While bias incidents sometimes target specific individuals, they often violate an entire group or community. Graffiti on the wall, defaced fliers, and anonymous emails convey a clear message of intolerance. When a bias incident does target specific individuals because of their race, religion, ethnic origin, sexual orientation, or other protected characteristic, even those persons not directly targeted may feel at risk. Bias incidents create schisms within the community, and may create hostilities and tensions between groups.
Often, no one knows who committed the bias-related act; the act is anonymous. However, it is important that anyone who sees evidence of a bias incident report it. Collecting accurate data about hate and bias incidents on campus aids the University in understanding the climate of our community, designing services and programs for the campus, and responding with quick and effective interventions to these incidents.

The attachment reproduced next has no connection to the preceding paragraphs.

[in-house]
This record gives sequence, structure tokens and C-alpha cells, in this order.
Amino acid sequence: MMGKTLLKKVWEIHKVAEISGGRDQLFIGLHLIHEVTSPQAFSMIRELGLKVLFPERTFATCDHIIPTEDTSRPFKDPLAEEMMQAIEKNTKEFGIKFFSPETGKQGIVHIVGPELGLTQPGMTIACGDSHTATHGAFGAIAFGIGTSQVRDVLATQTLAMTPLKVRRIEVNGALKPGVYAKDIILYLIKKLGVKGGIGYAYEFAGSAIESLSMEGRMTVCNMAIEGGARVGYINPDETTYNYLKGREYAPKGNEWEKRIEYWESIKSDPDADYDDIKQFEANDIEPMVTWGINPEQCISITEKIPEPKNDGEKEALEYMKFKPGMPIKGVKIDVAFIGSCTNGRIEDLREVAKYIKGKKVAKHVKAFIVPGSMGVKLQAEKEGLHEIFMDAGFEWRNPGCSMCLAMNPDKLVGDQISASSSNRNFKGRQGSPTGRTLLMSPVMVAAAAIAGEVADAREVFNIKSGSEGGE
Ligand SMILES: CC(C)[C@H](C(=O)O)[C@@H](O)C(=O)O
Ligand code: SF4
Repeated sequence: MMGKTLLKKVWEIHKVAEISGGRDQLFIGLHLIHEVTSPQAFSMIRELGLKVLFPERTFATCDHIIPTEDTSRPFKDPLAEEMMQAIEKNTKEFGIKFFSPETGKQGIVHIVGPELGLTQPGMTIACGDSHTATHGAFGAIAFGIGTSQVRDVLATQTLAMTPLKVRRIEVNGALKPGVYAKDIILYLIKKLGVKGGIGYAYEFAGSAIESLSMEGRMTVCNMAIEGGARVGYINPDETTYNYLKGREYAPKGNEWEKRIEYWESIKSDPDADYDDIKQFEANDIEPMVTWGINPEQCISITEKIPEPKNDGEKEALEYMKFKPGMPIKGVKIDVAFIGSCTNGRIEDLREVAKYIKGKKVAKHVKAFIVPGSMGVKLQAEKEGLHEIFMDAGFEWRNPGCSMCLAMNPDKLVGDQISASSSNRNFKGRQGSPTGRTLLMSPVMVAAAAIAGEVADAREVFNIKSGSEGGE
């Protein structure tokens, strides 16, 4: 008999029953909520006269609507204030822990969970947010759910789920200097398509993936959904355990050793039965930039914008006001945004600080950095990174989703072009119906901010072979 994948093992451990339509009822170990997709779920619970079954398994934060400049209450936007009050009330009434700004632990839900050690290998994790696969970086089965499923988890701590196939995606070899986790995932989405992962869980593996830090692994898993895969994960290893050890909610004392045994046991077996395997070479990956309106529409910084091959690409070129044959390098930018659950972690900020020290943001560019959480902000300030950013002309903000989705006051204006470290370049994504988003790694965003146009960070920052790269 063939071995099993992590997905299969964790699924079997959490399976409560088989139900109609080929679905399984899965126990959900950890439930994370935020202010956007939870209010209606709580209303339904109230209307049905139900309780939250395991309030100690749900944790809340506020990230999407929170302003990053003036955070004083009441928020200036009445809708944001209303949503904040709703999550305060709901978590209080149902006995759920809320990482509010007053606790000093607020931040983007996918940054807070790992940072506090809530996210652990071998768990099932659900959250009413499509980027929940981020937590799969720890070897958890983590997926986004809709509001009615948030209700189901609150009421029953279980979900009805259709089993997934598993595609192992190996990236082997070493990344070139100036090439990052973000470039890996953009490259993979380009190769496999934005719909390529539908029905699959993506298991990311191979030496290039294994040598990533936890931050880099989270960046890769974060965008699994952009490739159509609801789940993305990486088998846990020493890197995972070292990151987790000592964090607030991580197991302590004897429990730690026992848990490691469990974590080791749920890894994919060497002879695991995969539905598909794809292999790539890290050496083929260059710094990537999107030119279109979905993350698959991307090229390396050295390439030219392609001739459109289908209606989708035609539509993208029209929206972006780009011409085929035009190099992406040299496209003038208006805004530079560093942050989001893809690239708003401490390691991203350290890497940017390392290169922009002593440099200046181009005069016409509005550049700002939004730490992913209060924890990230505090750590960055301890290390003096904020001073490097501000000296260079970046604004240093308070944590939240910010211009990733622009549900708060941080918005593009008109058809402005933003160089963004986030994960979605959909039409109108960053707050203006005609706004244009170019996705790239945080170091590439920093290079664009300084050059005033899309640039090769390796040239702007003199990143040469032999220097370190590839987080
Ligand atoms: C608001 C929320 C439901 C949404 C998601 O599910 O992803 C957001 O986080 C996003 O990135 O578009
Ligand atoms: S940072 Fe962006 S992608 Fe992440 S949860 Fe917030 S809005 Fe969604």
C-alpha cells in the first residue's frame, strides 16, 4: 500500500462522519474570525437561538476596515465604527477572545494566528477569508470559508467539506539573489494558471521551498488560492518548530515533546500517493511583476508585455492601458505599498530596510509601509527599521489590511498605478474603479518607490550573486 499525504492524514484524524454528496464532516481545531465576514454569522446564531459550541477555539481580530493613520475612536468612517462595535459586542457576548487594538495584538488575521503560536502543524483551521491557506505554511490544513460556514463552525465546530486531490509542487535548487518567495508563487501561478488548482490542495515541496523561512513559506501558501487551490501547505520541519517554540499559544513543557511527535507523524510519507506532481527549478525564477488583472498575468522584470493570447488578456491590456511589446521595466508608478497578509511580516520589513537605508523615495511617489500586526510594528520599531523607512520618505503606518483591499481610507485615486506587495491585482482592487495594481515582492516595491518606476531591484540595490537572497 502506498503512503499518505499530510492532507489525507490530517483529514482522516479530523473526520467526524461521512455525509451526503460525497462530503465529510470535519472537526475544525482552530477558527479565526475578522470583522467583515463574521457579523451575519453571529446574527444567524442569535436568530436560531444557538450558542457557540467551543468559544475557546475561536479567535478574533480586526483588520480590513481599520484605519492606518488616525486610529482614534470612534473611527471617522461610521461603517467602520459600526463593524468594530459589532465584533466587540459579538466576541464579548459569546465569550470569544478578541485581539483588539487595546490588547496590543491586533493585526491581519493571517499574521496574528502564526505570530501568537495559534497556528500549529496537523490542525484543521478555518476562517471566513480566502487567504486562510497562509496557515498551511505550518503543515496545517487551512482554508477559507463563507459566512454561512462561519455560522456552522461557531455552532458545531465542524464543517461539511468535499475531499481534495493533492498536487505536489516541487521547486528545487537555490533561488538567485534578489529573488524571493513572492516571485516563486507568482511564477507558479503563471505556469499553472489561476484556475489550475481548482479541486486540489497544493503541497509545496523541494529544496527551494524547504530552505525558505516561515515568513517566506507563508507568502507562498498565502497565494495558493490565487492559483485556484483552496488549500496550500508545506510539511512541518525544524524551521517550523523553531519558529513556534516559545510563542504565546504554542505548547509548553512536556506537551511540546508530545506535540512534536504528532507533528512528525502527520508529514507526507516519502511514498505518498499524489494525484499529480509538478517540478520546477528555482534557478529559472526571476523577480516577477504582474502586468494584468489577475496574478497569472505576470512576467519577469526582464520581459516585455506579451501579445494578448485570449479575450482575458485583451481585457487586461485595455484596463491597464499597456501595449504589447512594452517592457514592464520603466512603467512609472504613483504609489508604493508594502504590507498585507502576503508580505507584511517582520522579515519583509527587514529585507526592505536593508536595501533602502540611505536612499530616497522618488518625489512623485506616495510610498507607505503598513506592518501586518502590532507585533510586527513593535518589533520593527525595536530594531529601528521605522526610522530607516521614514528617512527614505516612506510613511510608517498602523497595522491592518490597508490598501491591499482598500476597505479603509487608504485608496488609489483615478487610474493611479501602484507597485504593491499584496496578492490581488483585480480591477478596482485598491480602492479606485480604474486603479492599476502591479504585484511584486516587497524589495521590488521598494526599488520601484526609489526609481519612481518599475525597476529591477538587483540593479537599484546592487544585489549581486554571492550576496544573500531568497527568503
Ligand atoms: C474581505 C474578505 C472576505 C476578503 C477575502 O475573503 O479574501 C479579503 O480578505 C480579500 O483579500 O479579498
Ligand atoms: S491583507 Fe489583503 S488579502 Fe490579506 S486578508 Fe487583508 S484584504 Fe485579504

Reporting the incident may lead to an investigation, and if either a witness or the investigation identifies the person responsible, the University can hold that person accountable for their acts. When appropriate, a judicial response communicates a clear message about the standards and behaviors that are acceptable at the University.